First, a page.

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Webster 1913 Edition


Soften

Sof′ten

,
Verb.
T.
[
imp. & p. p.
Softened
;
p. pr. & vb. n.
Softening
.]
To make soft or more soft.
Specifically: –
(a)
To render less hard; – said of matter.
Their arrow’s point they
soften
in the flame.
Gay.
(b)
To mollify; to make less fierce or intractable.
Diffidence conciliates the proud, and
softens
the severe.
Rambler.
(c)
To palliate; to represent as less enormous;
as, to
soften
a fault
.
(d)
To compose; to mitigate; to assuage.
Music can
soften
pain to ease.
Pope.
(e)
To make calm and placid.
All that cheers or
softens
life.
Pope.
(f)
To make less harsh, less rude, less offensive, or less violent, or to render of an opposite quality.
He bore his great commision in his look,
But tempered awe, and
softened
all he spoke.
Dryden.
(g)
To make less glaring; to tone down;
as, to
soften
the coloring of a picture
.
(h)
To make tender; to make effeminate; to enervate;
as, troops
softened
by luxury
.
(i)
To make less harsh or grating, or of a quality the opposite;
as, to
soften
the voice
.

Sof′ten

,
Verb.
I.
To become soft or softened, or less rude, harsh, severe, or obdurate.

Webster 1828 Edition


Soften

SOFTEN

,
Verb.
T.
sof'n.
1.
To make soft or more soft; to make less hard. their arrow's point they soften in the flame.
2.
To mollify; to make less fierce or intractable; to make more susceptible of humane or fine feelings; as, to soften a hard heart; to soften savage natures. The heart is softened by pity. Diffidence concilliates the proud, and softens the severe.
3.
To make less harsh or severe; as, to soften an expression.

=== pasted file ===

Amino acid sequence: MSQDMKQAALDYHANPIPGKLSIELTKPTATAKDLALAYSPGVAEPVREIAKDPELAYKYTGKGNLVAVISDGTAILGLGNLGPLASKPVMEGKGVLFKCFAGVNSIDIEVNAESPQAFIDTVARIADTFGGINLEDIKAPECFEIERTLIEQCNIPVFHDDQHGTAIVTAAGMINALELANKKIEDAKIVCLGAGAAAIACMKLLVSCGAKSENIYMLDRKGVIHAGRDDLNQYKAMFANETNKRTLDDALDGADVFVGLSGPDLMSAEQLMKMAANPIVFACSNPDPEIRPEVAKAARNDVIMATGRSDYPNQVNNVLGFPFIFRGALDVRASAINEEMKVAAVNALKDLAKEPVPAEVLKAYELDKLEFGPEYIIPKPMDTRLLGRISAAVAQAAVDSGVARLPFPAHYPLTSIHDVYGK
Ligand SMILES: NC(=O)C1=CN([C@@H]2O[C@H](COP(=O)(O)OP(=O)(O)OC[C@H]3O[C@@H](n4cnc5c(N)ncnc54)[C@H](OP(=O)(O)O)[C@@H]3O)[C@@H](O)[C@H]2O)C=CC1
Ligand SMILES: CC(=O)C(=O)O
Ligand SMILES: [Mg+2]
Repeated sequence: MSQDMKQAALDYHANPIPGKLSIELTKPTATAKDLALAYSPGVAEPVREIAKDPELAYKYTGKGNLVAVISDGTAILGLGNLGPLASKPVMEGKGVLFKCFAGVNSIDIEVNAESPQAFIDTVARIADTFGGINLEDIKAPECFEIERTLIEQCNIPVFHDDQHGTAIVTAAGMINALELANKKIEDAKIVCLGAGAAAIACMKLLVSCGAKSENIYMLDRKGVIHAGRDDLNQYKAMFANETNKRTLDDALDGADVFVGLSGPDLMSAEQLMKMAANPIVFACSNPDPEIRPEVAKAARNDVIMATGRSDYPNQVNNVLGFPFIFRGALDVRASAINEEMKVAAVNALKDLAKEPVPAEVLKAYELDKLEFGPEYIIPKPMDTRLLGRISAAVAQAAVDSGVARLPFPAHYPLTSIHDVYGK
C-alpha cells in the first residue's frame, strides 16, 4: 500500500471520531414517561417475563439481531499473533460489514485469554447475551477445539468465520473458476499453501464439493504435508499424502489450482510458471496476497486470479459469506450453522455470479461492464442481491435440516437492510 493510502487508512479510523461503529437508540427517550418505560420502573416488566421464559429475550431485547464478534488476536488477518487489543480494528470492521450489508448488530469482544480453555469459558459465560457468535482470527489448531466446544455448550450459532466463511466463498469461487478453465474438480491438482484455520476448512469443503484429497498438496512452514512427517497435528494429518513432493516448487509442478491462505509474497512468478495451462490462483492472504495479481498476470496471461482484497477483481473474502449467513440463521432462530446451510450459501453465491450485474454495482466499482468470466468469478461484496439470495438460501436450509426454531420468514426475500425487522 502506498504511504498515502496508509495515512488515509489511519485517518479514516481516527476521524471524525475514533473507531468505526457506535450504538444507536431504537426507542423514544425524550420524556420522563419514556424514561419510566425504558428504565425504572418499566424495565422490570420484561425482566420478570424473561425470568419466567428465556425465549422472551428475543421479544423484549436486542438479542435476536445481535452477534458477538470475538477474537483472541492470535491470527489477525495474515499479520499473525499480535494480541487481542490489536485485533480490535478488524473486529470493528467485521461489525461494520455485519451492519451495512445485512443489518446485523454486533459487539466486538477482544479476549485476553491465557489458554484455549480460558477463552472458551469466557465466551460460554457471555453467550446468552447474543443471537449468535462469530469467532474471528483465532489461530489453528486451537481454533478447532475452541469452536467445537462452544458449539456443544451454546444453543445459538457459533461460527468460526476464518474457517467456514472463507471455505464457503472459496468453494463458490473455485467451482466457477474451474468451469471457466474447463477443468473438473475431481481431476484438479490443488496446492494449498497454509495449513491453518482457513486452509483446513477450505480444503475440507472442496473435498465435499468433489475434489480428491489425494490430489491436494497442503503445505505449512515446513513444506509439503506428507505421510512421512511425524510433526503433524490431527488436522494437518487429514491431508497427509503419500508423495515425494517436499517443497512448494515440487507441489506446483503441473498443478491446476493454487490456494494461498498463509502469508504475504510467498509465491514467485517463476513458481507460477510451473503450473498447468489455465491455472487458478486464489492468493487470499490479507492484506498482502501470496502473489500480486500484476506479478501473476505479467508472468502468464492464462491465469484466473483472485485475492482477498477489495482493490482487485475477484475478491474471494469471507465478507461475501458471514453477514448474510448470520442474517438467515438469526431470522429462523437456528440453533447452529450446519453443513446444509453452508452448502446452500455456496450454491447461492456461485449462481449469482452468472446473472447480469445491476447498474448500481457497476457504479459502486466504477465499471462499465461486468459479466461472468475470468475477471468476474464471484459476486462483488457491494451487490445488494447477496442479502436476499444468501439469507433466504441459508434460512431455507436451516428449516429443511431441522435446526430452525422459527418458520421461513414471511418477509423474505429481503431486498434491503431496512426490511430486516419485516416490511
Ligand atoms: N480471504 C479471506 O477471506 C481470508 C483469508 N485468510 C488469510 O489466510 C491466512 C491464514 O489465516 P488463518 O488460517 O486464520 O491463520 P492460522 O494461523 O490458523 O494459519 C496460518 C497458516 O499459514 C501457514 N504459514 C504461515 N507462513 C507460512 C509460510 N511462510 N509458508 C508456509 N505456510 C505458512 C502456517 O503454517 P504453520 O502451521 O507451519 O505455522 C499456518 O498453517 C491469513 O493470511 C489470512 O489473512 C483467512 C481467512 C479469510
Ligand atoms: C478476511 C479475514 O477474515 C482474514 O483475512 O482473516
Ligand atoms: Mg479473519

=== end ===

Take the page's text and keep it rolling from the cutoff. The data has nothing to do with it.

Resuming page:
4.
To palliate; to represent as less enormous; as, to soften a fault.
5.
To make easy; to compose; to mitigate; to alleviate. Music can soften the pain to ease.
6.
To make calm and placid. Bid her be all that cheers or softens life.
7.
To make less harsh, less rude, less offensive or violent. But sweetly temper'd awe, and soften'd all be spoke.
8.
To make less glaring; as, to soften the coloring of a picture.
9.
To make tender; to make effeminate; to enervate; as troops softened by luxury.
10.
To make less harsh or grating; as, to soften the voice.

SOFTEN

,
Verb.
I.
sof'n. To become less hard; to become more pliable and yielding to pressure; as, irion or wax softens in heat; fruits soften as they ripen.
2.
To become less rude, harsh or cruel; as, savage natures soften by civilization.
3.
To become less obstinate or obdurate; to become more susceptible of humane feelings and tenderness; to relent. The heart softens at the sight of woe.
4.
To become more mild; as, the air softens.
5.
To become less harsh, severe or rigorous.

Definition 2021


soften

soften

English

Verb

soften (third-person singular simple present softens, present participle softening, simple past and past participle softened)

  1. (transitive) To make something soft or softer.
    Soften the butter before beating in the sugar.
  2. (transitive) To undermine the morale of someone (often soften up).
    Before the invasion, we softened up the enemy with the artillery.
  3. (transitive) To make less harsh
    Having second thoughts, I softened my criticism.
    • 2015 February 7, Helen Yemm, “Thorny problems: How can I soften a brick wall with plants?”, in The Daily Telegraph (London), page G7:
      I have recently reclad the south-west facing side of my single-storey cottage [] . I now want to plant some climbers of more manageable proportions to soften the building.
  4. (intransitive) To become soft or softer
    The butter softened as it warmed up.

Translations

See also